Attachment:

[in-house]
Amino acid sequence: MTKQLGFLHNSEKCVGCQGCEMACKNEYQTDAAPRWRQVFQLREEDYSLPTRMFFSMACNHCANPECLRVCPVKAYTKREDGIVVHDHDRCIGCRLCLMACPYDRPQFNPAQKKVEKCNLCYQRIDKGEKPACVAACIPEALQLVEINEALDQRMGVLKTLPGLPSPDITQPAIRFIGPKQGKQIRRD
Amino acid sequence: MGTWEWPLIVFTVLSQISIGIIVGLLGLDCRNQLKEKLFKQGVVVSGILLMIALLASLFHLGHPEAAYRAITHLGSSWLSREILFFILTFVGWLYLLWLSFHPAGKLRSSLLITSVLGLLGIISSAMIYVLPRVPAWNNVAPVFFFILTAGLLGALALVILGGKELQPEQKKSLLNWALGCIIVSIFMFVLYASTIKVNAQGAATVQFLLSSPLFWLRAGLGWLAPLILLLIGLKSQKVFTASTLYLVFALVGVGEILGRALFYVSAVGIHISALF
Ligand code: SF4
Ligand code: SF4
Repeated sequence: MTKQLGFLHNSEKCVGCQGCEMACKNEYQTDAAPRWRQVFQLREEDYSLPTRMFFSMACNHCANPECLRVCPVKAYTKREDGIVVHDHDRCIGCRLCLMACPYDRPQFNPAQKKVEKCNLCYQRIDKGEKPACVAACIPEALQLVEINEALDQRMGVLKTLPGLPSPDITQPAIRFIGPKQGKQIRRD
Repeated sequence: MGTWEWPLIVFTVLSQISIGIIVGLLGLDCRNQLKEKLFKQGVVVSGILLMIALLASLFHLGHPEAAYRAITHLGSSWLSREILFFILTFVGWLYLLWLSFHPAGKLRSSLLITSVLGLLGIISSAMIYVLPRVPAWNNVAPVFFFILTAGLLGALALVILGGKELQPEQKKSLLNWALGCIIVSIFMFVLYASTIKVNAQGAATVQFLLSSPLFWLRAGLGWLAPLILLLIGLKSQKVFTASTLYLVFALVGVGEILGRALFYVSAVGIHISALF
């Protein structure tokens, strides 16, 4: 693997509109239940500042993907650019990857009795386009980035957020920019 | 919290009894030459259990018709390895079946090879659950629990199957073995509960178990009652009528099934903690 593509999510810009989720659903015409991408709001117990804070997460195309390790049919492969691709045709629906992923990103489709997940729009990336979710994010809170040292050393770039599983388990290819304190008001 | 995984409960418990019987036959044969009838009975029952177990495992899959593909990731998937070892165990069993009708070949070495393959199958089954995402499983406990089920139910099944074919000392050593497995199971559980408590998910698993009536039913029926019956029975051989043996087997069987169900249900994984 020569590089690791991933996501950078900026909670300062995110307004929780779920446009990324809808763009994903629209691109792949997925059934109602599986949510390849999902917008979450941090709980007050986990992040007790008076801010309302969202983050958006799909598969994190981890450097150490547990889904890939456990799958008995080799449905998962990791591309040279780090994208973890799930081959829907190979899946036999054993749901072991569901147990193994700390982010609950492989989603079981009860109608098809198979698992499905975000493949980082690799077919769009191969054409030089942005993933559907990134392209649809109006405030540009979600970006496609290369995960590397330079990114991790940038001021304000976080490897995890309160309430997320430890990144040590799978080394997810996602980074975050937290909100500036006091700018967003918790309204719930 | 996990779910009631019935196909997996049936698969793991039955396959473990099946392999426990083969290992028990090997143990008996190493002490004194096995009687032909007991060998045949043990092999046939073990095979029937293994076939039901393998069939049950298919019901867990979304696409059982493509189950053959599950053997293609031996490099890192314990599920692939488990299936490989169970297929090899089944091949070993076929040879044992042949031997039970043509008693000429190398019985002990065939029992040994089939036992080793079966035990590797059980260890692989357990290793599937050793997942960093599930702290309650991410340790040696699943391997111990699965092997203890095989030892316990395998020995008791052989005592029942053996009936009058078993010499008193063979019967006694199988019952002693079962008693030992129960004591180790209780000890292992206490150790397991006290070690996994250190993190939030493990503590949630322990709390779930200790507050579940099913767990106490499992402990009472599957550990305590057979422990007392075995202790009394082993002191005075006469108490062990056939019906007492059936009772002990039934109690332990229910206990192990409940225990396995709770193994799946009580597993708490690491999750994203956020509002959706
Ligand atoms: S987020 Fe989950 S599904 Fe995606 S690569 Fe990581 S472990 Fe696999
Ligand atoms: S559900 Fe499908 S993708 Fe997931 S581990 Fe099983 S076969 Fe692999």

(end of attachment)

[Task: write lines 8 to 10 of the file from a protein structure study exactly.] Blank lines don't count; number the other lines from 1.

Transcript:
């Protein structure tokens, strides 16, 4: 693997509109239940500042993907650019990857009795386009980035957020920019 | 919290009894030459259990018709390895079946090879659950629990199957073995509960178990009652009528099934903690 593509999510810009989720659903015409991408709001117990804070997460195309390790049919492969691709045709629906992923990103489709997940729009990336979710994010809170040292050393770039599983388990290819304190008001 | 995984409960418990019987036959044969009838009975029952177990495992899959593909990731998937070892165990069993009708070949070495393959199958089954995402499983406990089920139910099944074919000392050593497995199971559980408590998910698993009536039913029926019956029975051989043996087997069987169900249900994984 020569590089690791991933996501950078900026909670300062995110307004929780779920446009990324809808763009994903629209691109792949997925059934109602599986949510390849999902917008979450941090709980007050986990992040007790008076801010309302969202983050958006799909598969994190981890450097150490547990889904890939456990799958008995080799449905998962990791591309040279780090994208973890799930081959829907190979899946036999054993749901072991569901147990193994700390982010609950492989989603079981009860109608098809198979698992499905975000493949980082690799077919769009191969054409030089942005993933559907990134392209649809109006405030540009979600970006496609290369995960590397330079990114991790940038001021304000976080490897995890309160309430997320430890990144040590799978080394997810996602980074975050937290909100500036006091700018967003918790309204719930 | 996990779910009631019935196909997996049936698969793991039955396959473990099946392999426990083969290992028990090997143990008996190493002490004194096995009687032909007991060998045949043990092999046939073990095979029937293994076939039901393998069939049950298919019901867990979304696409059982493509189950053959599950053997293609031996490099890192314990599920692939488990299936490989169970297929090899089944091949070993076929040879044992042949031997039970043509008693000429190398019985002990065939029992040994089939036992080793079966035990590797059980260890692989357990290793599937050793997942960093599930702290309650991410340790040696699943391997111990699965092997203890095989030892316990395998020995008791052989005592029942053996009936009058078993010499008193063979019967006694199988019952002693079962008693030992129960004591180790209780000890292992206490150790397991006290070690996994250190993190939030493990503590949630322990709390779930200790507050579940099913767990106490499992402990009472599957550990305590057979422990007392075995202790009394082993002191005075006469108490062990056939019906007492059936009772002990039934109690332990229910206990192990409940225990396995709770193994799946009580597993708490690491999750994203956020509002959706
Ligand atoms: S987020 Fe989950 S599904 Fe995606 S690569 Fe990581 S472990 Fe696999
Ligand atoms: S559900 Fe499908 S993708 Fe997931 S581990 Fe099983 S076969 Fe692999």